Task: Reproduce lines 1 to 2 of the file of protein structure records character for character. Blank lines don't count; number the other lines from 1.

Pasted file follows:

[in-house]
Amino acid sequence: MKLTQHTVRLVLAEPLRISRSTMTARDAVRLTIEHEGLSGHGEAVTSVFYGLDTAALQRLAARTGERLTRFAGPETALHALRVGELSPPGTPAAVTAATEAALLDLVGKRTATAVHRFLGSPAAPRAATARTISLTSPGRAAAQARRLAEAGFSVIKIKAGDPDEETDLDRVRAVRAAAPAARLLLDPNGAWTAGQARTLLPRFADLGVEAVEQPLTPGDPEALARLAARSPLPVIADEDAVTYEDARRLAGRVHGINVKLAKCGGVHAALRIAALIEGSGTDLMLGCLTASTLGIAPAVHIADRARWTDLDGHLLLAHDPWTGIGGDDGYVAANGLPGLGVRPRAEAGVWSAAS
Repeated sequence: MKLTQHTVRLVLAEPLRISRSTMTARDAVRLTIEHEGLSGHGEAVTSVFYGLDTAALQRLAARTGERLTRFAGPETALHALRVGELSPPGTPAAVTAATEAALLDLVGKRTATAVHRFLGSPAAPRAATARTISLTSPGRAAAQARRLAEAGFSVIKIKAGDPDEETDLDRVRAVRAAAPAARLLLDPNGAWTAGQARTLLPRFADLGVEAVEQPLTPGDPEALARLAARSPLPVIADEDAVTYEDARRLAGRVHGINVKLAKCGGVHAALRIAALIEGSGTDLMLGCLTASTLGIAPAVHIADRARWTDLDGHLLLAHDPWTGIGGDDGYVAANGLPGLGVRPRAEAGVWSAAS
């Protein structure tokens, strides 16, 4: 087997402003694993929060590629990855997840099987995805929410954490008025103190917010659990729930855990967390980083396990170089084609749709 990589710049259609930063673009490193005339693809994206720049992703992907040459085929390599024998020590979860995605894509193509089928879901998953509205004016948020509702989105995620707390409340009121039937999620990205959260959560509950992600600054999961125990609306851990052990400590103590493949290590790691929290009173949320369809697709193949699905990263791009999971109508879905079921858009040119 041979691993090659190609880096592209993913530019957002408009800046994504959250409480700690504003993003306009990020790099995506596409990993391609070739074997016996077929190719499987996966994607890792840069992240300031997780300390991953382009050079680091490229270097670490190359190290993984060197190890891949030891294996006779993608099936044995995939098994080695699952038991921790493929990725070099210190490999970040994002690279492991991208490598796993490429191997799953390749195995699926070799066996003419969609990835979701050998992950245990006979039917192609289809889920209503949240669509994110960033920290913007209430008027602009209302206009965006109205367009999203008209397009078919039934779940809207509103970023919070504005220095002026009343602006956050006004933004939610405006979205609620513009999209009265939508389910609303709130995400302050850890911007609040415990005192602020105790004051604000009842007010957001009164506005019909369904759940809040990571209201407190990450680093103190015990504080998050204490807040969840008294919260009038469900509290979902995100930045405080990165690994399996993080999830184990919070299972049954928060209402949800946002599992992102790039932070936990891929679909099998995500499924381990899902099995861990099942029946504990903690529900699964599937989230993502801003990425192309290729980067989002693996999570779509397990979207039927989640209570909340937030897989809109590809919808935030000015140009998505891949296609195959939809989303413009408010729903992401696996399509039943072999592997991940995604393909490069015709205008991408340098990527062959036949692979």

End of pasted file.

[in-house]
Amino acid sequence: MKLTQHTVRLVLAEPLRISRSTMTARDAVRLTIEHEGLSGHGEAVTSVFYGLDTAALQRLAARTGERLTRFAGPETALHALRVGELSPPGTPAAVTAATEAALLDLVGKRTATAVHRFLGSPAAPRAATARTISLTSPGRAAAQARRLAEAGFSVIKIKAGDPDEETDLDRVRAVRAAAPAARLLLDPNGAWTAGQARTLLPRFADLGVEAVEQPLTPGDPEALARLAARSPLPVIADEDAVTYEDARRLAGRVHGINVKLAKCGGVHAALRIAALIEGSGTDLMLGCLTASTLGIAPAVHIADRARWTDLDGHLLLAHDPWTGIGGDDGYVAANGLPGLGVRPRAEAGVWSAAS